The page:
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Coronavirus restrictions: When does it end and could there be a second wave?

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Virus Outbreak France
Virus Outbreak France   -   Copyright  Francois Mori/AP Photo
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Countries around the world restricted citizens' movement in a matter of days and many of the more than a billion people trapped at home are now wondering when they can resume a normal life.

But several countries in Europe are extending their so-called lockdown policies that heavily restrict movement without much information as of yet on whether or not they are actually working.

Italy’s lockdown, in place since mid-March, will likely be extended past April 3 and Spain has extended its confinement period for an additional two weeks. In both countries, the cases and death toll due to the outbreak are continuing to rise.

A group of experts advising the French government said on Wednesday that confinement would need to last for at least six weeks in the country. But, the experts said, lifting restrictions wouldn’t be feasible without data from hospitals about their capacity to handle incoming cases of the virus.

That data is hard to come by when the hospitals are already overburdened, the expert group said.

India, meanwhile, issued the largest lockdown of 1.3 billion people for a total of 21 days in order to curb the spread of the virus. No one is allowed to leave the house and the move sparked panic buying in the country.

"Life will not be as it was overnight," admitted Austrian Prime Minister Sebastian Kurz, according to national media, as he explained that restrictions would likely still be in place through at least April 12.

"We will probably be in a phase after Easter that is more similar to today's situation than normal," said Kurz.

Last week, researchers at the Imperial College in London published the results of computer modelling about how social distancing and movement restrictions could impact the spread of COVID-19 in the US and Great Britain.

They found that social distancing measures could halve the number of deaths in Great Britain from 510,000 in an “unmitigated epidemic” (without social distancing strategies in place) to about 250,000 people if they are in place and everyone is able to be treated.

But it's unlikely everyone could be treated, because even with these strategies in place, hospitals will overflow, the researchers said.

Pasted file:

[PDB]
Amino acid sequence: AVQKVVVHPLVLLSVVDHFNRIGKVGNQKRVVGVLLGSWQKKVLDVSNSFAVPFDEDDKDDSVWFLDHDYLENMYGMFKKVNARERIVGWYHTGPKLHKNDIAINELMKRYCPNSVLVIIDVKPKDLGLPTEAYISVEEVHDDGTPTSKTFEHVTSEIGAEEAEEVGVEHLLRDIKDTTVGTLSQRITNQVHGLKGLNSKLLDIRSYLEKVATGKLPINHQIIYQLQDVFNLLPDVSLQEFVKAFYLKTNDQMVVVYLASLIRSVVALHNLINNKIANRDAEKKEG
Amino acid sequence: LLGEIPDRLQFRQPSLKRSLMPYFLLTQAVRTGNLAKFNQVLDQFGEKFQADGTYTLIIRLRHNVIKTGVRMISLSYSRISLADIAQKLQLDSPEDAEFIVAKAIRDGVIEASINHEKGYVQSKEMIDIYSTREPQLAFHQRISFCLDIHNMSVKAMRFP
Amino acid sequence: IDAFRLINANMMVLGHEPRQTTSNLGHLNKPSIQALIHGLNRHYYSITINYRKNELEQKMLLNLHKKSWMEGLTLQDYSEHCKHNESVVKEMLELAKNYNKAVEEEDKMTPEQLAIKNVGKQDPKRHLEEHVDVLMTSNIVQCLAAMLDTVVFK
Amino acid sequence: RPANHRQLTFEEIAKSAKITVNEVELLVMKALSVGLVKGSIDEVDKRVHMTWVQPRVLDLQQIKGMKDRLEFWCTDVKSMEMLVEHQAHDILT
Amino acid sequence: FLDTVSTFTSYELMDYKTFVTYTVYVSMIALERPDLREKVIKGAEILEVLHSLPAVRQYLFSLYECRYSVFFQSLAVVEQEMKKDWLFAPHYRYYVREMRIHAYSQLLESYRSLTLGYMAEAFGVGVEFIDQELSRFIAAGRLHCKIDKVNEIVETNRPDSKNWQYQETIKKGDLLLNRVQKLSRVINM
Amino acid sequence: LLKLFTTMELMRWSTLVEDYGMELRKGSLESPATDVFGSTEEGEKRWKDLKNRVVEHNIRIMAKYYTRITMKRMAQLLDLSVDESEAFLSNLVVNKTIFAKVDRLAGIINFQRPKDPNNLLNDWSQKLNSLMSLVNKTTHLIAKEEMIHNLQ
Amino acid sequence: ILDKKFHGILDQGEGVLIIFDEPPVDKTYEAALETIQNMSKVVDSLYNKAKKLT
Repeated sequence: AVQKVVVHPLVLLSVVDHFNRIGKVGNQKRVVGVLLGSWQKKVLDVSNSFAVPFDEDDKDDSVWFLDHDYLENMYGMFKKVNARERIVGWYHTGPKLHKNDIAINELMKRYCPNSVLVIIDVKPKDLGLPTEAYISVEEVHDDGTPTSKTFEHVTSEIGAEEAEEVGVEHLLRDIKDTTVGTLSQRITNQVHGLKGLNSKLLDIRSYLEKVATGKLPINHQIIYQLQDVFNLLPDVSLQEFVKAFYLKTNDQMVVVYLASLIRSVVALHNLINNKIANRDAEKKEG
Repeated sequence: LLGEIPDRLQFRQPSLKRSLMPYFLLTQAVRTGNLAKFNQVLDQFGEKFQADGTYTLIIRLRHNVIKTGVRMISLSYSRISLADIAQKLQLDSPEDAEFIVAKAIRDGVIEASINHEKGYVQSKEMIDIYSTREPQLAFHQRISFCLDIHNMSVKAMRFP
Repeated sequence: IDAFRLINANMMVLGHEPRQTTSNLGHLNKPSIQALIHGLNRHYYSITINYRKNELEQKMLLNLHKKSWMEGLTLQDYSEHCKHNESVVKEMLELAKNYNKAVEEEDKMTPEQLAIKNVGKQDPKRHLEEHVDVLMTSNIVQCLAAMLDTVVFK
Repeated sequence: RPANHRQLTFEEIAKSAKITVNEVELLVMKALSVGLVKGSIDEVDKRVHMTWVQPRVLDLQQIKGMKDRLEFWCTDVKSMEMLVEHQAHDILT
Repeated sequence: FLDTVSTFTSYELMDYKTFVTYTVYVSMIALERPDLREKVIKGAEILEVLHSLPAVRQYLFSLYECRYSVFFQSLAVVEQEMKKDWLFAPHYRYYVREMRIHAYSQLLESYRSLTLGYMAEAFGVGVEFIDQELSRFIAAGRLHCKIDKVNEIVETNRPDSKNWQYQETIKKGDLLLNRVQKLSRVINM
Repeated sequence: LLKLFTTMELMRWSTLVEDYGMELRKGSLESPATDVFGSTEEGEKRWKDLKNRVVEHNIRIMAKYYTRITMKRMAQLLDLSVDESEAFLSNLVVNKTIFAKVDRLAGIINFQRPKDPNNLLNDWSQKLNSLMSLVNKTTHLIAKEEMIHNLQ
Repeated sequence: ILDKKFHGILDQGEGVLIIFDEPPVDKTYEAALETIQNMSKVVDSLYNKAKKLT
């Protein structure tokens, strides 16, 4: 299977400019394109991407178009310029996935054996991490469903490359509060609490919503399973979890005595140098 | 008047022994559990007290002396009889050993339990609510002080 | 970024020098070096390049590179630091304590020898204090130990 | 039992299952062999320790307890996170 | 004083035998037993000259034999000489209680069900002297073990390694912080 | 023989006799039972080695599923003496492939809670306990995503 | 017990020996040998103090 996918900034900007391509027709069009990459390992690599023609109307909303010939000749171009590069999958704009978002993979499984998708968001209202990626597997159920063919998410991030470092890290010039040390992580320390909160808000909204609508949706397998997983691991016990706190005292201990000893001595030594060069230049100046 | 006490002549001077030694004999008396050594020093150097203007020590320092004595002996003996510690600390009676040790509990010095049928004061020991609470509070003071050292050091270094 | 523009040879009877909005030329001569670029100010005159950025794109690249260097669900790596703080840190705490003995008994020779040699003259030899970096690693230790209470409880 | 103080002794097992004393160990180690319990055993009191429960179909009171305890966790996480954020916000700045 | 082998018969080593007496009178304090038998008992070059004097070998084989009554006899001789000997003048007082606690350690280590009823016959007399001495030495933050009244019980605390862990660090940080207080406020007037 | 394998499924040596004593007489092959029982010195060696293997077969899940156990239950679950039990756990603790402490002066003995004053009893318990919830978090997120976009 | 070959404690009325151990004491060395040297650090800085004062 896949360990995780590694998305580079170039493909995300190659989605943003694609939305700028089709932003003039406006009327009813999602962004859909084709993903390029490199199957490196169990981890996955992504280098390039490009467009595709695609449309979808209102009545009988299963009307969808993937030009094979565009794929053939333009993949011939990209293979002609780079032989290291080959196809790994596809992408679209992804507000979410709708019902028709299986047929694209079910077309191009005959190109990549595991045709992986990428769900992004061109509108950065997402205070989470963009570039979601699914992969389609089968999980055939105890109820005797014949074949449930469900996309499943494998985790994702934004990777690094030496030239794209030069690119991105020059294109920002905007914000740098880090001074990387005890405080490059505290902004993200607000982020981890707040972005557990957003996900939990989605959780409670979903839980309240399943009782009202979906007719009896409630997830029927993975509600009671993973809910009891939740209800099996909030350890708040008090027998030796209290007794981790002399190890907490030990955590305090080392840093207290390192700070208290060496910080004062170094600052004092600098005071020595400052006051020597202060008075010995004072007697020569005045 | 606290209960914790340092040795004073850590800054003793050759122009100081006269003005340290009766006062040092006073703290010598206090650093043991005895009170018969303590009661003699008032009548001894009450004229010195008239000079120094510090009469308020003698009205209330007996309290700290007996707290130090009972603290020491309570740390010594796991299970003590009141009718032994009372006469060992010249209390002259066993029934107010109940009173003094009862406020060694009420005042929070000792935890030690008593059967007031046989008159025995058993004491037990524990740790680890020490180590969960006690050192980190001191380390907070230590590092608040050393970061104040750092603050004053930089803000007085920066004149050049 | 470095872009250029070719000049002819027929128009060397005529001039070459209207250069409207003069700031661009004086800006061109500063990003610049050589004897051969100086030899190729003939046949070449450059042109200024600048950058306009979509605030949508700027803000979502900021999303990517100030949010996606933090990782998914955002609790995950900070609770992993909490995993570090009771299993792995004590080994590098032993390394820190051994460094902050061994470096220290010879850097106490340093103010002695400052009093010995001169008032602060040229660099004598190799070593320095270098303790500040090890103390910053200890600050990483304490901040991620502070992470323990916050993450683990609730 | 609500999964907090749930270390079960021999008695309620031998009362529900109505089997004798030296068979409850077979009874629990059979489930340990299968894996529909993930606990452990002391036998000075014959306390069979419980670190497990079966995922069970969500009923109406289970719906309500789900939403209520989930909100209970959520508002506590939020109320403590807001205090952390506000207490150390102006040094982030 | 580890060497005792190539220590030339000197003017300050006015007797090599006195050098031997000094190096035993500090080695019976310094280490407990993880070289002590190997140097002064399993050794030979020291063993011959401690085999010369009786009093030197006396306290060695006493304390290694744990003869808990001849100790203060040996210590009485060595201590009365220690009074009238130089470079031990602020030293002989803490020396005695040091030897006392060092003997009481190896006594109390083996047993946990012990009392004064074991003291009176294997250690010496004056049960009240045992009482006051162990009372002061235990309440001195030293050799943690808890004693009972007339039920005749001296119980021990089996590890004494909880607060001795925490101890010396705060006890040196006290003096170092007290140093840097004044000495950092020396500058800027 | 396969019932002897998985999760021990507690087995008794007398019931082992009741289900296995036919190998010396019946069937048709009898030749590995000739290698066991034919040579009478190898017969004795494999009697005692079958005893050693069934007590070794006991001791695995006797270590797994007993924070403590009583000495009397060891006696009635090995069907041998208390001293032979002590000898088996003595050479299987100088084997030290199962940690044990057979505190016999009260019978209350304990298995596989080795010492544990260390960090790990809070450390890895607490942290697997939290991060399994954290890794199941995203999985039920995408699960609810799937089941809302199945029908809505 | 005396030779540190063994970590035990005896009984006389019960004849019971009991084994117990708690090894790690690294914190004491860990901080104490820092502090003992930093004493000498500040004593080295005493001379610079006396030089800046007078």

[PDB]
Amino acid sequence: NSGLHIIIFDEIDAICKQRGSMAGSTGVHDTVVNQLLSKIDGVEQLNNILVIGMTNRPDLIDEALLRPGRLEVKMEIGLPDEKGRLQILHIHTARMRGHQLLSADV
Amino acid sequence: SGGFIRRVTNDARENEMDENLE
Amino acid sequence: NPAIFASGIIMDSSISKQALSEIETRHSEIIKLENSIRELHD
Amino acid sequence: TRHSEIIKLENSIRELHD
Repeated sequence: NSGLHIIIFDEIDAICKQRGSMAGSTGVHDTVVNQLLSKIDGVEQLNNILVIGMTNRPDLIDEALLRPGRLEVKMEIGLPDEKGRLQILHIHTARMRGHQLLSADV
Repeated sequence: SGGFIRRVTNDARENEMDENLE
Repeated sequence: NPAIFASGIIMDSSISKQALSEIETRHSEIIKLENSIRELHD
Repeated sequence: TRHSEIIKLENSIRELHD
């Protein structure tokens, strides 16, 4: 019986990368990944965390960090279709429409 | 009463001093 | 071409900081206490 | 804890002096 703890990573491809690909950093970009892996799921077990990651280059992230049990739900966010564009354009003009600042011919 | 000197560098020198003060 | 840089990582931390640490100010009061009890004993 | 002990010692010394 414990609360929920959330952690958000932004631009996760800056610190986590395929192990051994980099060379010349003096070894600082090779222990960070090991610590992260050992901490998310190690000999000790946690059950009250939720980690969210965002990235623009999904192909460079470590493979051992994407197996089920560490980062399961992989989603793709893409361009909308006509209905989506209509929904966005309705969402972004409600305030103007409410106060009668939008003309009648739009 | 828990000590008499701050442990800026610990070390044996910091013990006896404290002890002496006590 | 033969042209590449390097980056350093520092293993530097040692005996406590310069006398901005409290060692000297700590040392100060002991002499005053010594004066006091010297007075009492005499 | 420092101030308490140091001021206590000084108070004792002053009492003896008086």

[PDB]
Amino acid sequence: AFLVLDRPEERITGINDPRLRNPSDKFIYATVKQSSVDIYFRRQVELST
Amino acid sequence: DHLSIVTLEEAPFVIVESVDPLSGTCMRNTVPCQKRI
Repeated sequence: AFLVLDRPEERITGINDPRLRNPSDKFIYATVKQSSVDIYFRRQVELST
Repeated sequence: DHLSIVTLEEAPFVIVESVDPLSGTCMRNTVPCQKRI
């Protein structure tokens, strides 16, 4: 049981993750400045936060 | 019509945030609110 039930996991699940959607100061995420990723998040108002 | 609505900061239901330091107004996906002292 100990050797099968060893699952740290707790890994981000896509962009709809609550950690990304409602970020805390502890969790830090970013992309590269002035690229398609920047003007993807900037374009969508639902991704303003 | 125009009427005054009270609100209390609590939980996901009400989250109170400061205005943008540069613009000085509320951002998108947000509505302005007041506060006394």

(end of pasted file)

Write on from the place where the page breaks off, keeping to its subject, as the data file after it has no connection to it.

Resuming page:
This modelling has helped to advise governments on the current restrictions, which the Imperial College scientists’ model based on the estimate that they will last for at least three months if not more.

“It is likely such measures – most notably, large scale social distancing – will need to be in place for many months, perhaps until a vaccine becomes available,” said Professor Neil Ferguson, who lead the research and directs Imperial College’s Abdul Latif Jameel Institute for Disease and Emergency Analytics.

Resurgence

But will we have to go through this again even if restrictions are lifted?

Experts say that once restrictions on movement are lifted, the virus could spread again, prompting a new wave of social distancing measures.

That’s until a vaccine is found - which they estimate will not be available for another year to 18 months, already an incredibly ambitious timeline that some say might not be possible.

In the meantime, a resurgence in coronavirus cases could come from “influx from other regions, ongoing asymptomatic transmission, [or] asymptomatic transmission in superspreading situations,” said Barun Mathema at Columbia’s Mailman School of Public Health.

But Mathema added the spread of the disease could also depend on how people follow social distancing or how well governments enforce the lockdowns.

If infections go back down, it could be easier to control their spread.

“I think that the Imperial Model is correct about the possibility of resurgence,” said Caroline Buckee, a professor of epidemiology at Harvard University’s School of Public Health.

Buckee added that it could depend on the number of asymptomatic people with the virus.

If there is a high number of asymptomatic people with immunity to the virus, it is likely that there will not be as large a resurgence of the disease.

Recent research published in Science suggested that mild or asymptomatic transmission could be responsible for the rapid spread of this coronavirus.

At least 86% of cases went undocumented in China before the lockdown. Those undocumented cases were often the source for the confirmed cases.

More ‘aggressive’ tactics at containment

Another way of avoiding a scenario of resurgence after confinement is through mass testing and tracking people with the virus.

These are methods that the World Health Organization has called “aggressive” tactics in fighting the epidemic.

“If the trends we’ve seen in S. Korea hold, for example, we may not need to [reissue lockdowns],” said Mathema. South Korea developed a capacity for mass testing very quickly during the outbreak.

Indeed, the researchers from Imperial College stated: “As case numbers fall, it becomes more feasible to adopt intensive testing, contact tracing and quarantine measures akin to the strategies being employed in South Korea today.”

Mathema added that governments will have to “be careful” in how “quickly” they relax lockdowns, “even after curve seems to be controlled.”

China has begun loosening restrictions, but the city Wuhan, where the outbreak started, will not have restrictions lifted until April.

Once they are lifted, it will be a waiting game to discover if the virus comes back or not.